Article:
Trade groups urge against renewing biodiesel credit

Source: Tiffany Stecker, E&E reporter • Posted: Friday, November 20, 2015

Groups representing advanced biofuel manufacturers, petroleum marketers and convenience stores sent a letter to Senate Finance Committee leaders yesterday asking the committee to reconsider an amendment to a tax extenders bill that would reinstate a tax credit for domestic biodiesel producers.

The Advanced Biofuels Association, the Petroleum Marketers Association of America, the National Association of Truck Stop Operators, the Society of Independent Gasoline Marketers of America and the National Association of Convenience Stores sent the letter to Senate Finance Chairman Orrin Hatch (R-Utah) and ranking member Ron Wyden (D-Ore.) requesting that the lawmakers extend the $1-per-gallon blender’s credit in the final tax extenders package, rather than change the same tax credit to apply only to producers of biodiesel in the United States.

The blender’s credit expired on Dec. 31 last year. Sens. Chuck Grassley (R-Iowa) and Maria Cantwell (D-Wash.) introduced an amendment to the Senate tax extenders package in July that would convert the blender’s tax credit to companies that blend biodiesel and renewable diesel into a producer tax credit in 2016, as well as make imported biofuels ineligible for the credit. The groups argue that a producer’s credit would increase costs to the consumers.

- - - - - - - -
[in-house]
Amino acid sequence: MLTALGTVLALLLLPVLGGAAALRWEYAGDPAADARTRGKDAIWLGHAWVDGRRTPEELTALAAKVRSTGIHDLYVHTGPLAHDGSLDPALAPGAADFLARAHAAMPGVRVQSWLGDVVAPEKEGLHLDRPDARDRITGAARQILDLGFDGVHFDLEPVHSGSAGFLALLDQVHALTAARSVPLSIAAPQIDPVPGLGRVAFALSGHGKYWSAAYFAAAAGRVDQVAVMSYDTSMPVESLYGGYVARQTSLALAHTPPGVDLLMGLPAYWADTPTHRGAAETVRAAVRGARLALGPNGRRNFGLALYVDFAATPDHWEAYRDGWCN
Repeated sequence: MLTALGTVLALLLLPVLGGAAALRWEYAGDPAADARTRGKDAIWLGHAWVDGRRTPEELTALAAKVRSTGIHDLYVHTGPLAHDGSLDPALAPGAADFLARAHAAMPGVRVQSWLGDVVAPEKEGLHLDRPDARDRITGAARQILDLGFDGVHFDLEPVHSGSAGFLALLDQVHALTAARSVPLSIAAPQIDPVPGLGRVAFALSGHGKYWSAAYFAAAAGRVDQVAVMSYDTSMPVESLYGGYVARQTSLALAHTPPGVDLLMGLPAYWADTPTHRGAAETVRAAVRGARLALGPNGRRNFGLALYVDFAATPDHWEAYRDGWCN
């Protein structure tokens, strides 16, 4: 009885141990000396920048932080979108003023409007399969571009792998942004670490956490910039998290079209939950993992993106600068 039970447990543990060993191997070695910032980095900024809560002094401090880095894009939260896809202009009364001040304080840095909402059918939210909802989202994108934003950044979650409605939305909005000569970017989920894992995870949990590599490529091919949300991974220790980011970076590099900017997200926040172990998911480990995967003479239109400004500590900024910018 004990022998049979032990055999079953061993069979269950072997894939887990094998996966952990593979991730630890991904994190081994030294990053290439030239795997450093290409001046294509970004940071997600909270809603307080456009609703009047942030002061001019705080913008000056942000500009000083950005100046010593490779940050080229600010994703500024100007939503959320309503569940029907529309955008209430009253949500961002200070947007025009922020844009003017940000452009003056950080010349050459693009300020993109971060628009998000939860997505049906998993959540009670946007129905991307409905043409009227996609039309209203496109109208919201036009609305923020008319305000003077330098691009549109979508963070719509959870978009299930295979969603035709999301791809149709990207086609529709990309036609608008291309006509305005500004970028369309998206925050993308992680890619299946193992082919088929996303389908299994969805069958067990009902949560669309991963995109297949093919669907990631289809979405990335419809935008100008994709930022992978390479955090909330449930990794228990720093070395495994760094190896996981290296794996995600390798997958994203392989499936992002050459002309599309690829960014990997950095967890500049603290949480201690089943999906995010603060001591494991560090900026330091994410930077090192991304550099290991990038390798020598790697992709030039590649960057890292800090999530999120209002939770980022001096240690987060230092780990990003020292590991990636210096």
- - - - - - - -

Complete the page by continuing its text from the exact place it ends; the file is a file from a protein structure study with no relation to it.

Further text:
“At this time common sense dictates that Congress should not be looking to revise an effective, long-term policy with changes to the biodiesel and renewable diesel blenders tax credit as part of legislation to extend various expired tax benefits,” said Advanced Biofuels Association President Michael McAdams in a statement. McAdams’ organization represents several global companies.

The writers of the letter argue that the production-only credit could increase fuel costs for consumers, including heating oil, and violate trade agreements. The move could also increase the price of renewable identification number credits, credits that petroleum blenders use to satisfy their compliance with the renewable fuel standard.

Congress established the biodiesel tax credit in 2005 but has allowed it to expire multiple times.

The letter comes as the National Biodiesel Board, which is in favor of the Grassley-Cantwell amendment, holds their fly-in this week. Nearly 100 industry representatives met with legislators Tuesday to push for reinstating the biodiesel tax incentive as a domestic production credit, rather than a subsidy for blending the plant-based fuel with petroleum biodiesel. The biodiesel board believes a producer’s credit would help support U.S. biodiesel makers (Greenwire, Nov. 18).

Click here to read the letter.